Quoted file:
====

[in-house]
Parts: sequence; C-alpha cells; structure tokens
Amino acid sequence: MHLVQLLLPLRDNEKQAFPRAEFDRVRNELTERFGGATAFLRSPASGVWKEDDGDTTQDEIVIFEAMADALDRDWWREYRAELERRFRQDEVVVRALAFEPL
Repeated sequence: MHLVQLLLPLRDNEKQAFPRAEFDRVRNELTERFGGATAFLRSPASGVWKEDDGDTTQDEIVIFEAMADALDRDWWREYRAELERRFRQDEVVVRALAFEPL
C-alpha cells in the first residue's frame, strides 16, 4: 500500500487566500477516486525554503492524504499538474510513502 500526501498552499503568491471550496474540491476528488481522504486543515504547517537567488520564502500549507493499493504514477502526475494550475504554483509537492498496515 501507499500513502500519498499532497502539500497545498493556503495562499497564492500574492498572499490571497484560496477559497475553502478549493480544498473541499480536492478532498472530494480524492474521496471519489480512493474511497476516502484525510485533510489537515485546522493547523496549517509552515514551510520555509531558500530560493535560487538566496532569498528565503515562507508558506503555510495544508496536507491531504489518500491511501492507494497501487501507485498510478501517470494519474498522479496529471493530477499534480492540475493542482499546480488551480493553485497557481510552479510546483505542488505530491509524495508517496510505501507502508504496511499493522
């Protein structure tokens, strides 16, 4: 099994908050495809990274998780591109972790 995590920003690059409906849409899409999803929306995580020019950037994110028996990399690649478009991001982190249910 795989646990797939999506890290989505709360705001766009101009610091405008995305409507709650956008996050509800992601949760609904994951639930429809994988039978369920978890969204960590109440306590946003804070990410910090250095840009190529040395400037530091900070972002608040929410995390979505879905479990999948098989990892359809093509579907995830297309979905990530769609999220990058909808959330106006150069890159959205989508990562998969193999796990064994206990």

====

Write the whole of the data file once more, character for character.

[in-house]
Parts: sequence; C-alpha cells; structure tokens
Amino acid sequence: MHLVQLLLPLRDNEKQAFPRAEFDRVRNELTERFGGATAFLRSPASGVWKEDDGDTTQDEIVIFEAMADALDRDWWREYRAELERRFRQDEVVVRALAFEPL
Repeated sequence: MHLVQLLLPLRDNEKQAFPRAEFDRVRNELTERFGGATAFLRSPASGVWKEDDGDTTQDEIVIFEAMADALDRDWWREYRAELERRFRQDEVVVRALAFEPL
C-alpha cells in the first residue's frame, strides 16, 4: 500500500487566500477516486525554503492524504499538474510513502 500526501498552499503568491471550496474540491476528488481522504486543515504547517537567488520564502500549507493499493504514477502526475494550475504554483509537492498496515 501507499500513502500519498499532497502539500497545498493556503495562499497564492500574492498572499490571497484560496477559497475553502478549493480544498473541499480536492478532498472530494480524492474521496471519489480512493474511497476516502484525510485533510489537515485546522493547523496549517509552515514551510520555509531558500530560493535560487538566496532569498528565503515562507508558506503555510495544508496536507491531504489518500491511501492507494497501487501507485498510478501517470494519474498522479496529471493530477499534480492540475493542482499546480488551480493553485497557481510552479510546483505542488505530491509524495508517496510505501507502508504496511499493522
């Protein structure tokens, strides 16, 4: 099994908050495809990274998780591109972790 995590920003690059409906849409899409999803929306995580020019950037994110028996990399690649478009991001982190249910 795989646990797939999506890290989505709360705001766009101009610091405008995305409507709650956008996050509800992601949760609904994951639930429809994988039978369920978890969204960590109440306590946003804070990410910090250095840009190529040395400037530091900070972002608040929410995390979505879905479990999948098989990892359809093509579907995830297309979905990530769609999220990058909808959330106006150069890159959205989508990562998969193999796990064994206990």